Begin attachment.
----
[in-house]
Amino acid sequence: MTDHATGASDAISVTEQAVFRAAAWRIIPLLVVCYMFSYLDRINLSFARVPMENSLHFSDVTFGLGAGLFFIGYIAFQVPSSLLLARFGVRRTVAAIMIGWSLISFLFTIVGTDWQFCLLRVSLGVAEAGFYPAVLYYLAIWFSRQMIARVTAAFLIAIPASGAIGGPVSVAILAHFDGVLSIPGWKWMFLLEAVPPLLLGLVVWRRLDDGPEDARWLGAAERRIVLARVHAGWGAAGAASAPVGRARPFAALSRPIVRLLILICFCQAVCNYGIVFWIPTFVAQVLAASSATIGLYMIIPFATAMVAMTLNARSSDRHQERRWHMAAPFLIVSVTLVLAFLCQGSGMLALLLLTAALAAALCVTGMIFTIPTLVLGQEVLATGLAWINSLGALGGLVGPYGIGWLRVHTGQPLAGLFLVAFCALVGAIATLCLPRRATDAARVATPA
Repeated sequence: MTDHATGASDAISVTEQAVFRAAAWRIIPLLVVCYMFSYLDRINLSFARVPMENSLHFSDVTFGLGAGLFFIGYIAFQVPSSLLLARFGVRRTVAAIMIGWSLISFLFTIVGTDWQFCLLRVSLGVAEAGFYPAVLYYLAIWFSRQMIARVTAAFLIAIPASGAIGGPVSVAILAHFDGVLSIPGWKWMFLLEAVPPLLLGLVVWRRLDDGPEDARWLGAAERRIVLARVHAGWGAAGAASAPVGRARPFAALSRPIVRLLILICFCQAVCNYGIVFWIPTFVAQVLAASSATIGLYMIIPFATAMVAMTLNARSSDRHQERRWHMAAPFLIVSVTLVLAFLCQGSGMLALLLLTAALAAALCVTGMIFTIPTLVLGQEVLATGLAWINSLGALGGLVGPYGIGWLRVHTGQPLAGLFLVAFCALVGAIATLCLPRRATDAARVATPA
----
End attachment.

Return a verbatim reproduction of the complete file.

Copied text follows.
[in-house]
Amino acid sequence: MTDHATGASDAISVTEQAVFRAAAWRIIPLLVVCYMFSYLDRINLSFARVPMENSLHFSDVTFGLGAGLFFIGYIAFQVPSSLLLARFGVRRTVAAIMIGWSLISFLFTIVGTDWQFCLLRVSLGVAEAGFYPAVLYYLAIWFSRQMIARVTAAFLIAIPASGAIGGPVSVAILAHFDGVLSIPGWKWMFLLEAVPPLLLGLVVWRRLDDGPEDARWLGAAERRIVLARVHAGWGAAGAASAPVGRARPFAALSRPIVRLLILICFCQAVCNYGIVFWIPTFVAQVLAASSATIGLYMIIPFATAMVAMTLNARSSDRHQERRWHMAAPFLIVSVTLVLAFLCQGSGMLALLLLTAALAAALCVTGMIFTIPTLVLGQEVLATGLAWINSLGALGGLVGPYGIGWLRVHTGQPLAGLFLVAFCALVGAIATLCLPRRATDAARVATPA
Repeated sequence: MTDHATGASDAISVTEQAVFRAAAWRIIPLLVVCYMFSYLDRINLSFARVPMENSLHFSDVTFGLGAGLFFIGYIAFQVPSSLLLARFGVRRTVAAIMIGWSLISFLFTIVGTDWQFCLLRVSLGVAEAGFYPAVLYYLAIWFSRQMIARVTAAFLIAIPASGAIGGPVSVAILAHFDGVLSIPGWKWMFLLEAVPPLLLGLVVWRRLDDGPEDARWLGAAERRIVLARVHAGWGAAGAASAPVGRARPFAALSRPIVRLLILICFCQAVCNYGIVFWIPTFVAQVLAASSATIGLYMIIPFATAMVAMTLNARSSDRHQERRWHMAAPFLIVSVTLVLAFLCQGSGMLALLLLTAALAAALCVTGMIFTIPTLVLGQEVLATGLAWINSLGALGGLVGPYGIGWLRVHTGQPLAGLFLVAFCALVGAIATLCLPRRATDAARVATPA